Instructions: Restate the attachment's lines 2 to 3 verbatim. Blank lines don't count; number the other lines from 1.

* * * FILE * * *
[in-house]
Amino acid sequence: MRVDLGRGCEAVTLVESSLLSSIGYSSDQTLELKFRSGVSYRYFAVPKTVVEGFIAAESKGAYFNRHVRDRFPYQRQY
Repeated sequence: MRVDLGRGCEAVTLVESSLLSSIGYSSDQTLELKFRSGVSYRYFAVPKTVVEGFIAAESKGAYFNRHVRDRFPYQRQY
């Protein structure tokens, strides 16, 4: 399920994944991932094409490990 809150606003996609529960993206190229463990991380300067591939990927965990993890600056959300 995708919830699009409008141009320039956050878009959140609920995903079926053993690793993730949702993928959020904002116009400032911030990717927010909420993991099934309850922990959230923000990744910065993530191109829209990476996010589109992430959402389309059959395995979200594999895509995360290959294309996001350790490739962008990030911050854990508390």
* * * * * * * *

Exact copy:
Amino acid sequence: MRVDLGRGCEAVTLVESSLLSSIGYSSDQTLELKFRSGVSYRYFAVPKTVVEGFIAAESKGAYFNRHVRDRFPYQRQY
Repeated sequence: MRVDLGRGCEAVTLVESSLLSSIGYSSDQTLELKFRSGVSYRYFAVPKTVVEGFIAAESKGAYFNRHVRDRFPYQRQY